The abandoned Building Schools for the Future (BSF) programme improved results in struggling schools, an official report has revealed.
The report was drawn up by defunct school building quango Partnerships for Schools in September 2010, but has never been officially published. It was released yesterday by Building magazine, following a freedom of information request.
Its findings raise questions about schools secretary Michael Gove's claim that there was "no firm evidence" that results had improved as a result of renovation.
Gove made the comment when he scrapped the programme in July 2010, two months before the report was drawn up.
The PfS report considered the results and attendance of 29 schools rebuilt under BSF and re-opened in 2008.
In nearly two-thirds (65%) of cases, progress towards the government's GCSE results target was "at or above the national average rate". New BSF schools improved by an average of 9% between 2006 and 2009, compared to a national average of just 4%.
What's more, 73% of the schools improved their rate of attendance. The average improvement was bigger than the national average over the same period.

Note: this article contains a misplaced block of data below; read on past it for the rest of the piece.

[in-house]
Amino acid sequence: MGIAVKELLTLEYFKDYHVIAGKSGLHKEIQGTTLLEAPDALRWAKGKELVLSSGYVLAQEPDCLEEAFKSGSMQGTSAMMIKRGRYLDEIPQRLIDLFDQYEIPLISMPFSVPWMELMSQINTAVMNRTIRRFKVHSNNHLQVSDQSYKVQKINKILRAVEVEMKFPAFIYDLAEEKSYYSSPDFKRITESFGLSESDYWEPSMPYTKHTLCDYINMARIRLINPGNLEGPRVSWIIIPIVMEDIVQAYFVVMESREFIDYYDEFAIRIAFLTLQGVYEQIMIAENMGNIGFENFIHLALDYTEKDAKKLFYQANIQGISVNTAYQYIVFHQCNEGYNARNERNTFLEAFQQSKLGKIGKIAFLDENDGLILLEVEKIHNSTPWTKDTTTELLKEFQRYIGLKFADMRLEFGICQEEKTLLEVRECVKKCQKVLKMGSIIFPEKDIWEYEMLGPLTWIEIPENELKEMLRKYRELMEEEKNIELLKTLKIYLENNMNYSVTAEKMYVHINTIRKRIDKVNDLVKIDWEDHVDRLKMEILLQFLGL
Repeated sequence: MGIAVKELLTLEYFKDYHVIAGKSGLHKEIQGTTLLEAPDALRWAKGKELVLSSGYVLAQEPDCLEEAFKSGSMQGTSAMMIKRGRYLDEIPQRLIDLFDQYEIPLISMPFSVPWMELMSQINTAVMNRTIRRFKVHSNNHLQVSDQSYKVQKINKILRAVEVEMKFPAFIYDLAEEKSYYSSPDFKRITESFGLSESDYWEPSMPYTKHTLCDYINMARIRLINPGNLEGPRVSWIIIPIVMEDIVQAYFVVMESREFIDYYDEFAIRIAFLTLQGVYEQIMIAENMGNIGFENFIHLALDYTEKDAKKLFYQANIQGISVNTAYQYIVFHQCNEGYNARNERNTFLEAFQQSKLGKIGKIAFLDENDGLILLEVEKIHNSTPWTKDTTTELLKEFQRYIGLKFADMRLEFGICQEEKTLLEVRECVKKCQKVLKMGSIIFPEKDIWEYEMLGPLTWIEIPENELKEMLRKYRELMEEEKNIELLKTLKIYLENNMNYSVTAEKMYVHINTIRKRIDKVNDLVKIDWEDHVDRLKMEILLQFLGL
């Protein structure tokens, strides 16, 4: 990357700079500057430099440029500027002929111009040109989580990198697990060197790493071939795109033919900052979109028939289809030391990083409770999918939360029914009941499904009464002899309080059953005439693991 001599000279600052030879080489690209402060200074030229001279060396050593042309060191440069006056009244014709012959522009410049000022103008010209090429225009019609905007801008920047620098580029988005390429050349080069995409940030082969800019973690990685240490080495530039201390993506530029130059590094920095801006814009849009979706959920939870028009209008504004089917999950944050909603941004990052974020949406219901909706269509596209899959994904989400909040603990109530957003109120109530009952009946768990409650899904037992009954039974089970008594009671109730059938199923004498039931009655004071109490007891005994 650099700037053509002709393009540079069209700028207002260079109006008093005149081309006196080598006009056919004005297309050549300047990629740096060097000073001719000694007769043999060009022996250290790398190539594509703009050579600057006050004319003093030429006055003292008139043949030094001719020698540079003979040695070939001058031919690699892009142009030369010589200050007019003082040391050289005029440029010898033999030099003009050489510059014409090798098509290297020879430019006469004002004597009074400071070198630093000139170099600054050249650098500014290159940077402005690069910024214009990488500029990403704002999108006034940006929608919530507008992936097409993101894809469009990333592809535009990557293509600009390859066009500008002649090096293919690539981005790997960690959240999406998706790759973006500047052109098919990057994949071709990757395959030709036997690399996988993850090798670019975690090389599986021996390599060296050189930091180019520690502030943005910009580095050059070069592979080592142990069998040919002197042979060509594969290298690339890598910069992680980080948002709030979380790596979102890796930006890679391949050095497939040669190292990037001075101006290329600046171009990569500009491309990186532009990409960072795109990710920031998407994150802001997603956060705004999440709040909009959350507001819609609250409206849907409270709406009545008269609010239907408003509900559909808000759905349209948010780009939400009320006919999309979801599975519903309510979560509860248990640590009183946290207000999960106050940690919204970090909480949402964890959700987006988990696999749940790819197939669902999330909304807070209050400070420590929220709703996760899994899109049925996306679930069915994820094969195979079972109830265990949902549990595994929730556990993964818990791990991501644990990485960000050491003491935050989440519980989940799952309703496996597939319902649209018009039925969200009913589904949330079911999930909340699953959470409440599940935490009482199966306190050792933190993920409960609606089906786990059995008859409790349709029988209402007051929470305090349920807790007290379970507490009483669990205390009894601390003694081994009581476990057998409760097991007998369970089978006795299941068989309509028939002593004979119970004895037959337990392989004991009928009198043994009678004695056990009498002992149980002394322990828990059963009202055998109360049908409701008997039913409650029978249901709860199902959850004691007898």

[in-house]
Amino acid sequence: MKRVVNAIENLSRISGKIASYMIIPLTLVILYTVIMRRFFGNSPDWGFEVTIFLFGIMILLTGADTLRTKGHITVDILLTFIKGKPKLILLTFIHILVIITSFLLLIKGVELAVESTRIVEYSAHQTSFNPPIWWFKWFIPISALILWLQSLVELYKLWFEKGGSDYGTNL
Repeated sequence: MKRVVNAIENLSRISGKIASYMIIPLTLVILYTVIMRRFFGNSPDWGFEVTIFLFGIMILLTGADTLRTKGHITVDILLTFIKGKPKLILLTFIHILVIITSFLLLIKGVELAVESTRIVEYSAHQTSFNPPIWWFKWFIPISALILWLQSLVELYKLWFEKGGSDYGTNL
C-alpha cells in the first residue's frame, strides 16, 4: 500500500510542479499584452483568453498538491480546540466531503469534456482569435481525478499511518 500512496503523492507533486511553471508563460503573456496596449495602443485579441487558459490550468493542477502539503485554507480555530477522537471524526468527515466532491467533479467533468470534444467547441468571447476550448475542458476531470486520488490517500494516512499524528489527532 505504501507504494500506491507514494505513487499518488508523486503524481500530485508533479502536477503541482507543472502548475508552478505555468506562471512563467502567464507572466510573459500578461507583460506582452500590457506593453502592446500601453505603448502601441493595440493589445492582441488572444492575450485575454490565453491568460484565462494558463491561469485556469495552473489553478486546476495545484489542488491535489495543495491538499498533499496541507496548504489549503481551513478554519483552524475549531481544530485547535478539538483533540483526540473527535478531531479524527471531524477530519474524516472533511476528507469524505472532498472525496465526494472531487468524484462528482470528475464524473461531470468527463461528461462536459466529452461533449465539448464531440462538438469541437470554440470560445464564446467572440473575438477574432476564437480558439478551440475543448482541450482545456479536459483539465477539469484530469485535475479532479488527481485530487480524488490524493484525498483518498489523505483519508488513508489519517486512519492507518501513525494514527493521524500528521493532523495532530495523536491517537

The report also found that BSF has a positive impact on attainment across entire local education authorities (LEAs). Schools in 11 of the 13 LEAs considered in the report improved faster than the national average.
It stressed, however, that there was not enough data to conclude how much impact the new buildings themselves had. The process of developing new schools, or other unrelated factors, may also have contributed to improved performance.
Most of the schools surveyed "started from a very low position", the report noted – suggesting that improvements could be a result of reversion to mean performance.
Labour education spokesman Stephen Twigg (pictured) was critical of the government's refusal to publish the report.
"[David] Cameron promised this government would herald a new era of transparency, but Michael Gove seems to have missed the memo," he said. "He should explain why this report seems to have been buried by the Department for Education.
“If we are to raise school standards, policy should be driven by evidence not the personal prejudice of ministers."